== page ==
Hidden codes are the enemy. You want to compose your electronic submissions in such a way that it does not encourage Word to insert hidden codes in an effort to be “helpful.” The very first thing you want to do is go under Tools and select AutoCorrect. It looks like this:

What you want to do is go through the menus and disable most of the AutoCorrect features. It is pretty safe to keep some of the auto format features turned on, such as curly quotes and bold and italics. With everything else you’re probably better off keying them in by hand.

If you are working on a manuscript and have been using tabs it is very easy to strip them out. Do a search and replace with ^t in the search box and then leave the replace box empty. If you have extra spacing, either between sentences, or to rearrange text on the page, or have used hard returns to start a new page, you will need to take those out. One way is to use the search-and-replace feature. Hit the space bar twice (or the number of offending spaces) in the search box, and then put the desired number of spaces in the replace box (one or zero). To make sure you have removed all the offending spaces use the “Show” feature in the menubar. In Word it looks like the paragraph symbol. ¶ (the “show” symbols do not print) Extra spaces will show up as dots and you can manually delete them. From this point forward you will use the “insert page break” feature, and stylesheets for arranging text so it’s indented, centered or right justified or whatever you need.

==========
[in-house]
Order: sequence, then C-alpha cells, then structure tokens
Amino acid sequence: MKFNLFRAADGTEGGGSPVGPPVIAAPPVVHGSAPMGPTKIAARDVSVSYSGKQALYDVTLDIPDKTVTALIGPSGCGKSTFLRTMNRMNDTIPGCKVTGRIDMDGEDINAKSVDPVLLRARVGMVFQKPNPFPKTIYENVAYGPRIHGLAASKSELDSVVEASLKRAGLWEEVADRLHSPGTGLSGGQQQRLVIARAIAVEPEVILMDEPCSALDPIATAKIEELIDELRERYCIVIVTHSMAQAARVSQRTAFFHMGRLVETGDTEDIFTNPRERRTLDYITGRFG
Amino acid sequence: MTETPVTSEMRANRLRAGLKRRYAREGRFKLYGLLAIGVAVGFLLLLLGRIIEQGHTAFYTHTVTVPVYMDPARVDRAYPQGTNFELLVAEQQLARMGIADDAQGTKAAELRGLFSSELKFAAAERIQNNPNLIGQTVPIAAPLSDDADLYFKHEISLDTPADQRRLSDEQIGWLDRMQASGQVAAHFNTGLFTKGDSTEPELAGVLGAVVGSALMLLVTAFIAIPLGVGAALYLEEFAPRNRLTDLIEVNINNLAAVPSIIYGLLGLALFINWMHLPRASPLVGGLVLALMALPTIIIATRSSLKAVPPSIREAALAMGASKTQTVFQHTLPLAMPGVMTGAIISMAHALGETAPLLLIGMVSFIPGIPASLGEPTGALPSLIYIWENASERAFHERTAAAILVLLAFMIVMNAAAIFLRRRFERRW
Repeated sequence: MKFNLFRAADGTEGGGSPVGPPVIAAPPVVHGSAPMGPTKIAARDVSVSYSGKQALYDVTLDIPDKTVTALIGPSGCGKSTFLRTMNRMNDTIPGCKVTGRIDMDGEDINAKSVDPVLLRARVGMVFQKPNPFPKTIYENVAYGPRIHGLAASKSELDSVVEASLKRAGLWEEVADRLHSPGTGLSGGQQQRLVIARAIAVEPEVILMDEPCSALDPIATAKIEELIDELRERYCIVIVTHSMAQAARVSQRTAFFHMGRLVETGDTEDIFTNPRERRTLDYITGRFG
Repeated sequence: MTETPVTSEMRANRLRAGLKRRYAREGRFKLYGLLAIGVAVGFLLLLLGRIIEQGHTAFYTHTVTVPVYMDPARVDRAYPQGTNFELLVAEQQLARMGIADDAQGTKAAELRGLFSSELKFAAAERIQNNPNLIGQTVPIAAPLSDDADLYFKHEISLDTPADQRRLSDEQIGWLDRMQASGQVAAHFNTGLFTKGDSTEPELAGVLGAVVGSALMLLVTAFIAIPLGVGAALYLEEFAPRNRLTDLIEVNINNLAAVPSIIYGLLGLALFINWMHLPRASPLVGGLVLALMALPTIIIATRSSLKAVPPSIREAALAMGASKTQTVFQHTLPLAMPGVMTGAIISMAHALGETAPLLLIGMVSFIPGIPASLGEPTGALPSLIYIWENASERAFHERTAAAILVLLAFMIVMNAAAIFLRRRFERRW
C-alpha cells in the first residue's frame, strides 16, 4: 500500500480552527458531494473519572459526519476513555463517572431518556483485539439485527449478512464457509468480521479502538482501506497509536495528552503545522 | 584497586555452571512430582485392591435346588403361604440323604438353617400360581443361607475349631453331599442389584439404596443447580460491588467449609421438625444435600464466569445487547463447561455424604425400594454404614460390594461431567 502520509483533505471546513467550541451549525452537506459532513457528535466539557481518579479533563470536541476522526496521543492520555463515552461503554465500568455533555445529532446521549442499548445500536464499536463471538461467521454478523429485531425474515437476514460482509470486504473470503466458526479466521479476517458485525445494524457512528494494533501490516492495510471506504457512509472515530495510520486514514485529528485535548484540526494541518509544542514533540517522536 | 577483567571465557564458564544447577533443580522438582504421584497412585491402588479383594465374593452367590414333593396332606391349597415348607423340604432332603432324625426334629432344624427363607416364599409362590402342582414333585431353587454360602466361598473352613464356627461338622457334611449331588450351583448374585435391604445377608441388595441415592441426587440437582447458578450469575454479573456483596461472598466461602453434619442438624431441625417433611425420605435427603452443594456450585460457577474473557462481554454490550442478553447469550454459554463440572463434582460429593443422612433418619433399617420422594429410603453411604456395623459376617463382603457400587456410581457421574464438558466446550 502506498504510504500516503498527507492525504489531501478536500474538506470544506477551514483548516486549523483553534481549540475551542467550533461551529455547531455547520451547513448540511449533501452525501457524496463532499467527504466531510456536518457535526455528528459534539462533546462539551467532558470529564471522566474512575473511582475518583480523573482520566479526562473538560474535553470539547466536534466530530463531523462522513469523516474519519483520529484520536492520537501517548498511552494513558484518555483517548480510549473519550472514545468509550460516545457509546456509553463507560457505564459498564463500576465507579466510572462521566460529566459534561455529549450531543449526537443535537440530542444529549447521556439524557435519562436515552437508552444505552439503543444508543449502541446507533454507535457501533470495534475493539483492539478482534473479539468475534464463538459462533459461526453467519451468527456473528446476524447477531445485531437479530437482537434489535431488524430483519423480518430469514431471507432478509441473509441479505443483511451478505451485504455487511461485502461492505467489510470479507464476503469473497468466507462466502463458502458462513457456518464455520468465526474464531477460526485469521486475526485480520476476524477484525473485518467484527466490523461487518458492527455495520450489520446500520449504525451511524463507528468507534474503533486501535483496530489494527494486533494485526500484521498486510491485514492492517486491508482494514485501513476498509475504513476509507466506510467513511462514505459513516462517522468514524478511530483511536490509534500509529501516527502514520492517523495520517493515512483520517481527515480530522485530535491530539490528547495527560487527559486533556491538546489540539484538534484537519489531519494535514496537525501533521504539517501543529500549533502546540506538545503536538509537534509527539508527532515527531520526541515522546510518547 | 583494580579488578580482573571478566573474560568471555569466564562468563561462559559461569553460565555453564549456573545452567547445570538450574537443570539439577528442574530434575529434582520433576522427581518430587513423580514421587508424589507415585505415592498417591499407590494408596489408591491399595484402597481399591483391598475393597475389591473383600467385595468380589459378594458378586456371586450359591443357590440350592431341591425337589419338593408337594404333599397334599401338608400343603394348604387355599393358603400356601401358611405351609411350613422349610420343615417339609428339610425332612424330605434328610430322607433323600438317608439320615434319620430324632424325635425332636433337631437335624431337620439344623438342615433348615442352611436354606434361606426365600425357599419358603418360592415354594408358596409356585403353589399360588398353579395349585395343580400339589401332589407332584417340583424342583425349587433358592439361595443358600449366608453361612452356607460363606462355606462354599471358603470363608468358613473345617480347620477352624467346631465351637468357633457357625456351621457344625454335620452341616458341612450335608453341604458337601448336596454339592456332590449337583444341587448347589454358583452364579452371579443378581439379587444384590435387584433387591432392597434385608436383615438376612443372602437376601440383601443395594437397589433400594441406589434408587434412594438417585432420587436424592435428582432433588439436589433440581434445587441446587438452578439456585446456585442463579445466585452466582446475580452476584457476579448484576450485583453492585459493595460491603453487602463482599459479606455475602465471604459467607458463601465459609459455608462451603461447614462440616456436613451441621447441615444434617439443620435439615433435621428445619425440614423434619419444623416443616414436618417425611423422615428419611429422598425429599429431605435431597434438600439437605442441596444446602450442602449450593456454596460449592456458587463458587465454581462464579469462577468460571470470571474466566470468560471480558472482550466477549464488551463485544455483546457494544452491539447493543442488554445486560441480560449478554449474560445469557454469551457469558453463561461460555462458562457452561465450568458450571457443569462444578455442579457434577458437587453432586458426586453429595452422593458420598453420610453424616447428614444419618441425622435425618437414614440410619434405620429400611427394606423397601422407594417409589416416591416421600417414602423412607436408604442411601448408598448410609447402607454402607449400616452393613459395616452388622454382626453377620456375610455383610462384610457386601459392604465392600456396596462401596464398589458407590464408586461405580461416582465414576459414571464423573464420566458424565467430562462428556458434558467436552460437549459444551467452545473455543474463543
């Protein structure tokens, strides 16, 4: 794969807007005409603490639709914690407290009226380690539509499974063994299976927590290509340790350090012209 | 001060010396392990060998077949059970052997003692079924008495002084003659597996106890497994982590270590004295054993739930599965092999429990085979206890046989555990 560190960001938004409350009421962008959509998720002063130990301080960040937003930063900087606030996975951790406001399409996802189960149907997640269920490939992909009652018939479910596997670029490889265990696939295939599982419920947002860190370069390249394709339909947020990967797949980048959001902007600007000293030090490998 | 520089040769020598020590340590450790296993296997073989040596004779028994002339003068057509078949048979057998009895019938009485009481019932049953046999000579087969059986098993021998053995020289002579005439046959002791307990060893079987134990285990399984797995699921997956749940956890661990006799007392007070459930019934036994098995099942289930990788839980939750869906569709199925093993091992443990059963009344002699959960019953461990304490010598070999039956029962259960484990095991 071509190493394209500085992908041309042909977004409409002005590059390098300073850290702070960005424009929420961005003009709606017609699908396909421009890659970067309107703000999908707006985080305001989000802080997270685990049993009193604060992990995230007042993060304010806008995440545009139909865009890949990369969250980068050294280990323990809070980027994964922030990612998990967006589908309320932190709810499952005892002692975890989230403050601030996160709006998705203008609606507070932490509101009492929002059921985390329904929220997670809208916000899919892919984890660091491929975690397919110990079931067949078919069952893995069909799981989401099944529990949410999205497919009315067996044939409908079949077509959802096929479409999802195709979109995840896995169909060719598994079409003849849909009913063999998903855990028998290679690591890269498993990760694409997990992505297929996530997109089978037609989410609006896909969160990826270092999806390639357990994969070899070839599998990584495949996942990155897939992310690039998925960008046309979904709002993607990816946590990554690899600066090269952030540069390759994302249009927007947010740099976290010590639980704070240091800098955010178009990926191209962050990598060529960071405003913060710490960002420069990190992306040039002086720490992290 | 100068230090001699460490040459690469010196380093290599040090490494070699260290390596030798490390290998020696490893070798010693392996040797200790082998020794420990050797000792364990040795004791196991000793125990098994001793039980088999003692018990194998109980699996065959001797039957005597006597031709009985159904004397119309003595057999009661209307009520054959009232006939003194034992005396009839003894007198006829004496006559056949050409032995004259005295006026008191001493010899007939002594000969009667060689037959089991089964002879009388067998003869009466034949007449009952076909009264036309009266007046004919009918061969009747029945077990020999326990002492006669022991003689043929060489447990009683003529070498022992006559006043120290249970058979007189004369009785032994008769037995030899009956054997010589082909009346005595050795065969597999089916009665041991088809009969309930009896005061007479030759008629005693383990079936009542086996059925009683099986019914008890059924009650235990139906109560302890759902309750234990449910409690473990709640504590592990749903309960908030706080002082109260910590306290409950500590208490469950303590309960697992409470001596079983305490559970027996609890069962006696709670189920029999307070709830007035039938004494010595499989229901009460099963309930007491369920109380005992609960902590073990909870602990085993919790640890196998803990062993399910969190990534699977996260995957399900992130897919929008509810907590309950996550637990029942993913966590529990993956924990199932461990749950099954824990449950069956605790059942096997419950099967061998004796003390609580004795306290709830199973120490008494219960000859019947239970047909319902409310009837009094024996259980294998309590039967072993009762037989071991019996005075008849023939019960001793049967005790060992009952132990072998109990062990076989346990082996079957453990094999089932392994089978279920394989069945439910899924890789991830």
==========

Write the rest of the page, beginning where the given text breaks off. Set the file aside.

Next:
Making a user-defined stylesheet is very easy. From the menu bar under Format select “Style…”:

You are going to create a user-defined style. Select “New…”

Give it a name. I used “Manuscript.” The style type will be “paragraph.” Base it on “body text.” Style for the following paragraph will be “Manuscript.” Then select “format” and from the drop down menu go to “paragraph.”

Fill in the boxes so it looks like the above. Then hit OK. Select format again and select font.

I recommend you leave the special effects and character spacing alone. Some of those don’t translate well. Times New Roman and Garamond both show up well on most readers, no matter what size the screen. If you prefer to work with a different font, put that in your style sheet. When you are ready to submit, you can select all and change the font to Times or Garamond.

Now hit apply.

Save your style sheet by selecting “organizer” from the Style box. Highlight your style, select Copy and it will show up on the right hand side. Now, when you open a new document, you can just go to Style, selected user-defined styles and your custom style sheet(s) will be there, ready to go.

There you have it. A simple format good for composing on your computer and with fewer chances of translation errors when you make an electronic submission. If you’re not familiar with style sheets, I recommend you play around with them. You won’t hurt anything. Trust me. Try different fonts, different spacing. See what happens. When you’re comfortable with a basic body text style, you can make style sheets for chapter heads and other things. Break those old habits of manual spacing and using the Tab key, and you’ll create electronic submissions that give various gadgets and programs fewer opportunities to be “helpful.” And the agents and editors you submit to will thank you for it.

If you have any tips for formatting documents that are helpful to those of us who are unfamiliar with or are just learning the wonders of HTML and CSS, I’d love to hear them.